D-2: Judgement Day
D-2, the sequel to the Saturn/PS horror game D, had a twisted, development schedule. Originally planned for a console, that never came to market. The game then found it’s way to the Dreamcast courtesy of Warp.
In D-2, you assume the role of Laura Parton, the silent heroine from D, as well as the Saturn horror game and “Alien” rip-off Enemy Zero. In D-2, we find Laura on a flight to Canada. The plane is taken over by terrorists, as a shaman incants a strange spell. If you think this is weird, just wait things are just beginning. The 747 goes down in the icy wastes of northern Canada.
Laura, now unable to remember much of anything, meets fellow survivor, Kimberly, and sets out to find more survivors. But now hideous monsters not unlike those seen in John Carpenter’s The Thing, roam the wilderness.
The plot thickens as more people are found, and the survivors work their way to safety. The game spans 4 GD-ROMS, but is only about a 12-15 hour game.
In D-2, you roam the wilderness, finding items, for healing and use in puzzles and the like. You explore cabins, mines, and the wreak of the 747. When you are traveling out in the open, you are randomly attacked by monsters, as in an RPG.
In battle you use guns and grenades to kill the monsters before they get you. You can also heal wounds in battles. It gets tricky when facing multiple opponents. As you will either have to hit “X” or “B” to face them. And switching between the targets can get more than a little hectic. Bosses add a whole new level of challenge. Victory earns EXP points, that allow Level Up’s. These increase Laura’s HP as well as other attributes. There are many weapons in D2, a pistol, grenades, shotgun, and machine guns. However you will find that the machine guns are the best, as they have unlimited ammo, and fire at the fastest rate.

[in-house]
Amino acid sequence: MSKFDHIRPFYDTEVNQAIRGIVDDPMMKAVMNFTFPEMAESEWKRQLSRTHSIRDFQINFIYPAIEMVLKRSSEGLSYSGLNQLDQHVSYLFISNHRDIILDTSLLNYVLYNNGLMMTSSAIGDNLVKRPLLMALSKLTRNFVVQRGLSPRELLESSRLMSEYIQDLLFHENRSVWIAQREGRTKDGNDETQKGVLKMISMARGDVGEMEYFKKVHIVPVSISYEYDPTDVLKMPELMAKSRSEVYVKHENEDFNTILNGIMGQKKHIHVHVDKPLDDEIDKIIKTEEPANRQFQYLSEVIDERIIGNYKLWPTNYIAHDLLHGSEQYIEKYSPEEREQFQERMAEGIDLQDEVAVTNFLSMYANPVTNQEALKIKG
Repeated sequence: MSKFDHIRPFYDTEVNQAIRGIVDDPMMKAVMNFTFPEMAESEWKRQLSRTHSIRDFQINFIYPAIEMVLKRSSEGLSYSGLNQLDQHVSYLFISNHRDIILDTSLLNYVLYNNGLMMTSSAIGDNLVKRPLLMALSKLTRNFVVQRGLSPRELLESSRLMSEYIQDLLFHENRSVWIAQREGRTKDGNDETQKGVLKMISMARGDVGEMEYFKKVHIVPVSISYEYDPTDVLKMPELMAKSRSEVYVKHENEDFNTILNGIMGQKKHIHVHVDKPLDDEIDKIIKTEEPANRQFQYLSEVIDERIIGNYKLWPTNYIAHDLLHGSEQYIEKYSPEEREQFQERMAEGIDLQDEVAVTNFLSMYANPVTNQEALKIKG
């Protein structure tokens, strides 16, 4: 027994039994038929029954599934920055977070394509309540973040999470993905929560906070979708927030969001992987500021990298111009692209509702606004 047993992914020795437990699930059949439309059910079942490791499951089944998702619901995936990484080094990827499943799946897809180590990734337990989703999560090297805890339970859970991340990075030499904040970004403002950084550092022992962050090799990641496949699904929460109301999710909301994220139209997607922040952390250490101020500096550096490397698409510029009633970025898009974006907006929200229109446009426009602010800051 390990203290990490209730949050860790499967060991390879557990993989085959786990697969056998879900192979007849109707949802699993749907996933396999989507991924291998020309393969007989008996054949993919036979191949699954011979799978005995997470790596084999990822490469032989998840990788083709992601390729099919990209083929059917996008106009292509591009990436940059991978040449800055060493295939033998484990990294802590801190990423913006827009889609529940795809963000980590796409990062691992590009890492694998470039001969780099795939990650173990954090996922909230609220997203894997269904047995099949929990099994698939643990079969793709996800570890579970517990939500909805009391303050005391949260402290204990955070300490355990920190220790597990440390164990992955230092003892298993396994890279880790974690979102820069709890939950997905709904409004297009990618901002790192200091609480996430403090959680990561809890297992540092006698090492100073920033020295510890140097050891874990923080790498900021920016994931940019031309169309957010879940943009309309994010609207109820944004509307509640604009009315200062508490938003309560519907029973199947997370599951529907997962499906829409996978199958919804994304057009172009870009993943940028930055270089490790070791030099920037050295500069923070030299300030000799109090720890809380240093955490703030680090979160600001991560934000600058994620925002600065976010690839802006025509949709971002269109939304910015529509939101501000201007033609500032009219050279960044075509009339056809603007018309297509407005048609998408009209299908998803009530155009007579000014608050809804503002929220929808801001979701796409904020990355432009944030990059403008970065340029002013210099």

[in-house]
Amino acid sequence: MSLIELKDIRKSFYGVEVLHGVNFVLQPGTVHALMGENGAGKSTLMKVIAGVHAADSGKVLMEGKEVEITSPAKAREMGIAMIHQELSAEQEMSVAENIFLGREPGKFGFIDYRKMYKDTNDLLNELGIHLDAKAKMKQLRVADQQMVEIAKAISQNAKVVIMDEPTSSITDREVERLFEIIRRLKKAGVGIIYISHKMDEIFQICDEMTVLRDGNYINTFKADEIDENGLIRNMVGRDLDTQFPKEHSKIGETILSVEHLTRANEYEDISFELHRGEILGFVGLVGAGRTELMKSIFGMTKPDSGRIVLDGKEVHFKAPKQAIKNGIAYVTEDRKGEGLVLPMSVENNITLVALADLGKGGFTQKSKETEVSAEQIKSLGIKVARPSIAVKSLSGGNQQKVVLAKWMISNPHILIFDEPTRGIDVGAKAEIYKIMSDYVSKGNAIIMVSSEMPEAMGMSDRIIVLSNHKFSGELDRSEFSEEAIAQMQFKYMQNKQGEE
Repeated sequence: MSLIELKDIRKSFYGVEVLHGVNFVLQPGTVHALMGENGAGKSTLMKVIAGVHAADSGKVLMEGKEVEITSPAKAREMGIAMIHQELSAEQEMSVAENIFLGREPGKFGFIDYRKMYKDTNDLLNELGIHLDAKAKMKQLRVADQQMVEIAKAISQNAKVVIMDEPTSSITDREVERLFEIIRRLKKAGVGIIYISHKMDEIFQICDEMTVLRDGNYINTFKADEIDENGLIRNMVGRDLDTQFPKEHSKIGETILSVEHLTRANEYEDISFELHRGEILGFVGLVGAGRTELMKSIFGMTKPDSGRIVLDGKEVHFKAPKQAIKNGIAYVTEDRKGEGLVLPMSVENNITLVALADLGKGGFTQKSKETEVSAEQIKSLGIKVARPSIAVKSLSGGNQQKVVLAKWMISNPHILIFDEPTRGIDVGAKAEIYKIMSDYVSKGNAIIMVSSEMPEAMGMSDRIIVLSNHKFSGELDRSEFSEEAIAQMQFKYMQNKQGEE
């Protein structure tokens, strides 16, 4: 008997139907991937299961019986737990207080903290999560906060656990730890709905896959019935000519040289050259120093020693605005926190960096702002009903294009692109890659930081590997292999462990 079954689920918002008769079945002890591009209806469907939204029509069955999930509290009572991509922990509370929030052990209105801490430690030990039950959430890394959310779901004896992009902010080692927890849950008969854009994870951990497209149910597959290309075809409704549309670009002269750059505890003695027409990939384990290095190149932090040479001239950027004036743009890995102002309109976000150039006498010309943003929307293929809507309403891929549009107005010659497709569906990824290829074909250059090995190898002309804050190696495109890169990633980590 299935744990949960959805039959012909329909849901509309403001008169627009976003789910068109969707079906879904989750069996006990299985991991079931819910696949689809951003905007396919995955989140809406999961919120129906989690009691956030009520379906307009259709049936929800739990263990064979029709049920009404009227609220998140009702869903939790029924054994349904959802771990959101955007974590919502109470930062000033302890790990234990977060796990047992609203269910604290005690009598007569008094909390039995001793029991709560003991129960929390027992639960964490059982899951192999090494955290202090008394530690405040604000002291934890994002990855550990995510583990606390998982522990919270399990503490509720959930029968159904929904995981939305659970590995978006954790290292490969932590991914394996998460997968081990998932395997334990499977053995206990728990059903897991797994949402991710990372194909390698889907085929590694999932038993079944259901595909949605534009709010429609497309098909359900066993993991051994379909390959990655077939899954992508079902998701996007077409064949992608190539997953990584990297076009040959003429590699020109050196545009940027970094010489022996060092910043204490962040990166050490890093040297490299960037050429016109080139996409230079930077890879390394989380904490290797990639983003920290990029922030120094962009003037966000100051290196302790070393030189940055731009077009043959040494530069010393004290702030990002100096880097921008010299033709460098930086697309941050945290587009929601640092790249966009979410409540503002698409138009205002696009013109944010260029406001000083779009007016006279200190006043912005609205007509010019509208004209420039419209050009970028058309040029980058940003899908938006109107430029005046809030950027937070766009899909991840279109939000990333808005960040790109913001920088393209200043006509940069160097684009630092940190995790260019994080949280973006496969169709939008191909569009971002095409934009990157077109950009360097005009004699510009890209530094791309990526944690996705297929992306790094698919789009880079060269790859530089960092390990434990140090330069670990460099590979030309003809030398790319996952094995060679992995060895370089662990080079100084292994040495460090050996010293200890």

Aside from finding First-Aid Sprays, you can hunt for game, with a hunting rifle, it cannot be used in battle. You hunt rabbits, geese, and the occasional elk, you then cook the meat on a portable grill. Keeping well stocked on game, will greatly help your chances of survival, as it helps you save the rare first aid, for when you really need it. You can also heal by resting and leveling up. Taking time to do some hunting is often a nice diversion, from killing aliens.
The different areas you travel are huge. Thankfully, by the second disc, you get to make use of a snowmobile. The controls take a little getting used to, but it is better than having to walk great distances. Your snowmobile can get stuck, which is a pain in the ass, however if this happens, you can just load a game. You can also save your game anywhere.
The plot is well paced, if a little weird, it is also very Japanese. However it is not without Western influence, as it is clearly inspired by American horror films.
The sound department excels in D-2. No small task considering that more often than not Japanese horror games have terrible voice acting, and bad writing. D-2 is an exception. Sega did an excellent job translating the game, and hiring voice actors that give an excellent performance. The lip synching is also done well.
The music is good too. It is creepy and eerie. And fit’s the game very nicely. The sound effects are up to par as well, from the gunfire to the cries of the monsters.
The Graphics in D-2, as we would expect from a Dreamcast game are great. Even today they still hold up. Monsters and humans alike look great. The environments are repetitive by nature, I mean you are in the snowy wilderness. But the building interiors look nice.
D-2 suffers from the problems that many horror game suffer from. Such as constant back tracking, and the occasional obtuse puzzle.
Your snowmobile can get stuck permanently, which is very annoying. And being on it does not stop random attacks, it just slows them.
The game is also very Japanese, more so than most horror games, this may deter some, but they would be missing out.
The Bottom Line
Overall D-2, is one of the best horror games for the Dreamcast. As well as one of the best of the Asian horror games.